He supported the development of Newport Docks as an alternative to Cardiff – the Alexandra northern dock in Newport was opened in 1875 – and was one of the promoters of the Pontypridd, Caerphilly and Newport Railway, to give a direct route from collieries to the Alexandra Dock.

Political career
At the 1868 general election, Elliot was elected Member of Parliament for North Durham. In 1873, with William Hunter of Sandhoe, he opened Kimblesworth Colliery. He lost his seat at Durham at the 1874 general election but regained it later in the year. He was created a baronet on 15 May 1874 in recognition of his work for public services. He advised Benjamin Disraeli to invest in the Suez Canal, which provided a faster shipping route to India. He was a financial adviser to the Egyptian Khedive (the viceroy under the Ottomans), and also received an honour from the King of Portugal – the grand cross of the military order of Our Lady of Villa Viciosa. As an MP made arrangements for the new tongue of Big Ben, in Westminster, London, to be forged at Hopper’s Iron Foundry in Houghton-le-Spring.

In 1880 Elliot lost his seat at North Durham but regained it in a by-election in 1881. In 1885 the North Durham constituency was reorganised under the Redistribution of Seats Act 1885 and at the 1886 general election Elliot was elected MP for Monmouth Boroughs. He held the seat until 1892.

George Hudson
When the Railway King George Hudson was arrested for his debts in 1865 and imprisoned in York Prison it was Elliot who paid off the debt to enable his release. Elliot and Hugh Taylor (MP) were both friends of Hudson so when by 1871 he was deeply in debt, in bad health and living in exile they started a subscription fund which they launched with a donation of 100 Guineas each. When this closed it was converted into a trust fund (legally protected from Hudson’s creditors) and provided Hudson with an income.

Personal life
George Elliot married Margaret Green of Rainton, Durham, in 1836, and they had two sons and four daughters. Margaret died in 1880, and he never remarried, but he was involved in a well-publicized breach of promise case ten years later when he was sued by Emily Mary Hairs, a professional singer, for £5000 damages, but her claim was rejected by a jury.

In 1874/5 he was president of Durham University Society and in 1876 he was Provincial Grand Master of the Freemasons in South Wales.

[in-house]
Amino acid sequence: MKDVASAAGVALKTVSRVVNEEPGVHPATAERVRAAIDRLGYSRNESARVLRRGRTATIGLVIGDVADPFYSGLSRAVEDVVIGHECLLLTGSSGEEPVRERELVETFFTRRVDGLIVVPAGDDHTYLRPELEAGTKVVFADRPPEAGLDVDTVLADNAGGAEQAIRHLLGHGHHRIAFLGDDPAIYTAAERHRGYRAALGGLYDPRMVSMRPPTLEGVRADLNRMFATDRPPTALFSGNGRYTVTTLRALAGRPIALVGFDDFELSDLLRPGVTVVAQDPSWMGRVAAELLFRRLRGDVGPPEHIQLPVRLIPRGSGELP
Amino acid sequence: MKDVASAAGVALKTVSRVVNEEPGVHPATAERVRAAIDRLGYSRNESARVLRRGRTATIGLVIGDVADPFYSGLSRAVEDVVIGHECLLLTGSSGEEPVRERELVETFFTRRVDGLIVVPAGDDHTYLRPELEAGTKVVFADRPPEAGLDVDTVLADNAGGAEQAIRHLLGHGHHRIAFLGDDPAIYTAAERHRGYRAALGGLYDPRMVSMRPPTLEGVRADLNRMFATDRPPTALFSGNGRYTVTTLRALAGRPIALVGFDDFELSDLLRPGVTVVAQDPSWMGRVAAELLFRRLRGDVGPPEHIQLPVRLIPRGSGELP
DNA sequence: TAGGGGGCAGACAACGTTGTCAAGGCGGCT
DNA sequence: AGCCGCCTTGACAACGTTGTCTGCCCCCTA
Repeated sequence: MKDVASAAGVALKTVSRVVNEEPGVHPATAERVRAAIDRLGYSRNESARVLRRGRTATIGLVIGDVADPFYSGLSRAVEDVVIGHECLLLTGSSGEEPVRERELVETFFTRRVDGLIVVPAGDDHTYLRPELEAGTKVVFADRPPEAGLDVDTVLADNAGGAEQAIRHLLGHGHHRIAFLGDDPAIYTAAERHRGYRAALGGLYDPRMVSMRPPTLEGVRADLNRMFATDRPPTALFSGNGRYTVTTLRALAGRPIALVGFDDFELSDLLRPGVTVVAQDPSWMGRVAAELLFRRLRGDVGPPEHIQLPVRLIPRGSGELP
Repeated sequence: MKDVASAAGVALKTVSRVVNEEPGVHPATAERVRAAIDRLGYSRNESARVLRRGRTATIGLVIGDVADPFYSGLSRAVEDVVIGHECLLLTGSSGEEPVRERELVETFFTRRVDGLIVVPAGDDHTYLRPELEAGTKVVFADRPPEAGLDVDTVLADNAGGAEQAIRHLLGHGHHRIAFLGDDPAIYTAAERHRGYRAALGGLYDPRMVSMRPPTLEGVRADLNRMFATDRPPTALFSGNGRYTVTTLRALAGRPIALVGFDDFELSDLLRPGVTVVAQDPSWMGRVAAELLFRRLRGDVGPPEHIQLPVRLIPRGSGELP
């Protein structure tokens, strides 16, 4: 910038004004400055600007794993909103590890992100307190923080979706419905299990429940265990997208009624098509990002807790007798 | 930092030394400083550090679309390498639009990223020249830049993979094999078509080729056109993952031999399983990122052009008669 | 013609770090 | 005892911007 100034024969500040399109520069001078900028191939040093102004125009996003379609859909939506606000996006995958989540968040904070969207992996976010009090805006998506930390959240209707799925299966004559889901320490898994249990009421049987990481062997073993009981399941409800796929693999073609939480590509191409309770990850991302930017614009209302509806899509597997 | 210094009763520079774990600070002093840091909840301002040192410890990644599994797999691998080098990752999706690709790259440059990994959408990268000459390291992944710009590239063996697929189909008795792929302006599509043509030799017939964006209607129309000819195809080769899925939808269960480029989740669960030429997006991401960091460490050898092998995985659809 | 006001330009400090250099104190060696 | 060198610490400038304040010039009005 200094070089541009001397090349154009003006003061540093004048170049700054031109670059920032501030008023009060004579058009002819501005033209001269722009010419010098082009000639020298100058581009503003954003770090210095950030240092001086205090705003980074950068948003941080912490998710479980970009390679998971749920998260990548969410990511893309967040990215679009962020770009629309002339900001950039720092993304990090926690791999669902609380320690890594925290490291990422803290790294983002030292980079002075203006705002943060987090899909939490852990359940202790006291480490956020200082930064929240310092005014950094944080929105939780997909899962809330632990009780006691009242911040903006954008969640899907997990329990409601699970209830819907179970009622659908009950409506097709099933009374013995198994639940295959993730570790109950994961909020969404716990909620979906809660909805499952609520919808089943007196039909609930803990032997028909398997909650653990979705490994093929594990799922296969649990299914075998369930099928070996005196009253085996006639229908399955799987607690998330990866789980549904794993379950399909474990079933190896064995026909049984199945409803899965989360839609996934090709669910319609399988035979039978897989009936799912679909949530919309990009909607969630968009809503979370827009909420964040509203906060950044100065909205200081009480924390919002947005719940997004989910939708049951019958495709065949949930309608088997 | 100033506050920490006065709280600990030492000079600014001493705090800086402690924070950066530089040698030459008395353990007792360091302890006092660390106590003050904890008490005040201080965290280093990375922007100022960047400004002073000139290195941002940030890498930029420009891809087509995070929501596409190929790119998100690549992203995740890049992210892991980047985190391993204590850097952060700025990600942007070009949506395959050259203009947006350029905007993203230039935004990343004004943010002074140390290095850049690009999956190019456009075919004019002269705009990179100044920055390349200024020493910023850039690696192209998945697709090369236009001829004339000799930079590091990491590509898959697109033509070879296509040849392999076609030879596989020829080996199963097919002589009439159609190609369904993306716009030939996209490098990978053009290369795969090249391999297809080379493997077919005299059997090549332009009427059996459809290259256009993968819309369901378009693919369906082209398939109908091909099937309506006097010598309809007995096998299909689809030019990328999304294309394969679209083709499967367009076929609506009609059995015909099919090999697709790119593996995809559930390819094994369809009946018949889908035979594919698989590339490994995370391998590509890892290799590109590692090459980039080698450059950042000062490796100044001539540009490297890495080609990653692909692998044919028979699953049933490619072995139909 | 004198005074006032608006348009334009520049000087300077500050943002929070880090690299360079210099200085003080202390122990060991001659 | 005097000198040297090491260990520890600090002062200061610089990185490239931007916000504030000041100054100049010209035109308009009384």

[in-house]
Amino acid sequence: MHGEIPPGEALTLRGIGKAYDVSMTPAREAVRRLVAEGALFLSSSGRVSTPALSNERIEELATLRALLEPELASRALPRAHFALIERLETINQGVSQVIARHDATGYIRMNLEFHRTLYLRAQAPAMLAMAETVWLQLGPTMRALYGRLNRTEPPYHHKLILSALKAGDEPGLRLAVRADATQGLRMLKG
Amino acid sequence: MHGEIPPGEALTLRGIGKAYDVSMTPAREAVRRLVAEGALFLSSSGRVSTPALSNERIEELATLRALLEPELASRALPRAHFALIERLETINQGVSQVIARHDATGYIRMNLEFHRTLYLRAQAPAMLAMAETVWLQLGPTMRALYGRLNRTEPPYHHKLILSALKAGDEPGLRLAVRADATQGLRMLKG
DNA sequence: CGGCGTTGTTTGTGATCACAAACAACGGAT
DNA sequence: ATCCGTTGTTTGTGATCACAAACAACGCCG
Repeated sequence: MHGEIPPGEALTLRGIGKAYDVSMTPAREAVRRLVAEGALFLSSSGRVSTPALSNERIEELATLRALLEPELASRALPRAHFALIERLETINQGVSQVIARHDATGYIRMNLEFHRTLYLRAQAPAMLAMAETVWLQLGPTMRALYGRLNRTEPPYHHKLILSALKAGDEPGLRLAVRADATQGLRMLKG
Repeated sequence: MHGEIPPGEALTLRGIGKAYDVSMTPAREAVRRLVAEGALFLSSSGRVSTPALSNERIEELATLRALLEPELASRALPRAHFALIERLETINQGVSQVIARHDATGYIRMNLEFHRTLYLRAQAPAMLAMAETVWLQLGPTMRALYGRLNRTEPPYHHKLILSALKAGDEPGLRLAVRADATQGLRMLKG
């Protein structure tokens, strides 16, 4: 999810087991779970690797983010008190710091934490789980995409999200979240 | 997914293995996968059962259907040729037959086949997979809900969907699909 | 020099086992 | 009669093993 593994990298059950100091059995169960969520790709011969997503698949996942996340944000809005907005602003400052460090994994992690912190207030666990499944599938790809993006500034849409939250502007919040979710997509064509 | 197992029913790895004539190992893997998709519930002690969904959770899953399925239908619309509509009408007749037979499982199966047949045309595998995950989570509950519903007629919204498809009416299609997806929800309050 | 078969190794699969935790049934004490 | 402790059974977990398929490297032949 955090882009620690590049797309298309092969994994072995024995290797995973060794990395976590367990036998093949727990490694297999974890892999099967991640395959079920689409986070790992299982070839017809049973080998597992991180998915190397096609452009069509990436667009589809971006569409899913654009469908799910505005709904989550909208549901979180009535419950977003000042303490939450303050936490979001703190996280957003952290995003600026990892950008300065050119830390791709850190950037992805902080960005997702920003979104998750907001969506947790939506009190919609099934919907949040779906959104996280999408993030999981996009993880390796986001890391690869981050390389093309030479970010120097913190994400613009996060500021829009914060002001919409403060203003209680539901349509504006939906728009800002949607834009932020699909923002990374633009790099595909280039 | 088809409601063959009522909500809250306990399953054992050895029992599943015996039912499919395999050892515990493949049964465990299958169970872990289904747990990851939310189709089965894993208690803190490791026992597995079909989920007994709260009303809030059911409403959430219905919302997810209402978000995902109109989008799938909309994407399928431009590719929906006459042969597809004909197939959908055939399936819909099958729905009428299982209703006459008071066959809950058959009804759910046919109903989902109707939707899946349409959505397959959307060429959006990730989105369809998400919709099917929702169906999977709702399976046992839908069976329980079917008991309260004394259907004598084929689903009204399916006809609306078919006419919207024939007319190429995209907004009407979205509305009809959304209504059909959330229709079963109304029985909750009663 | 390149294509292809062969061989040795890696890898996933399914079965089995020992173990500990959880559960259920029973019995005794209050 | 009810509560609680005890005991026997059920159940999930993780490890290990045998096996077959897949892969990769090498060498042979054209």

Elliot was keen on having memorials to his family. In 1877 he donated the 130 foot tall tower and spire of St Mary’s Church, West Rainton, in memory of his daughter, Elizabeth, and in 1878 erected a stone tomb in the churchyard of All Saints’ Church, Penshaw to his father, mother and brothers and also to his son Ralph Elliot who had died in 1873 aged 35 at the Cape of Good Hope. In 1889 he donated a stained glass window of the Baptism, Resurrection and Ascension to the same church. In 1882 he purchased land in Aberaman in South Wales as a gift in memory of his wife and daughter Elizabeth. Work then commenced on the construction of St Margaret’s Church and it was completed in 1883.

Elliot owned substantial estates in Monmouthshire and at Whitby, where in the 1870s he further developed the West Cliff area and had a house called “The Crescent” built. Elliot was visited at his residence at the Royal Crescent in Whitby by Bram Stoker. Elliot owned an Egyptian princess mummy and which may have inspired Stoker to write The Jewel of Seven Stars, a horror novel, in 1903.

Elliot established the Elliot Home for Seamen, in Temple Street, Newport, Monmouthshire in 1886 managed by the Mission to Seamen charity. In 1889 he donated the stained glass window of the Baptism, Resurrection and Ascension to All Saint’s Church, Penshaw, in memory of his brothers and son.

Sir George Elliot died at his house, 17 Portland Place, London, on 23 December 1893. The obituary in The Times claimed ‘the public loses in him a man who had the capacity to place himself at the head of important movements and the energy and industry to continue to direct them with success during a lifetime which has lasted for nearly 80 years.’

His second son, George William Elliot, then MP for Richmond, Yorkshire, succeeded to the baronetcy.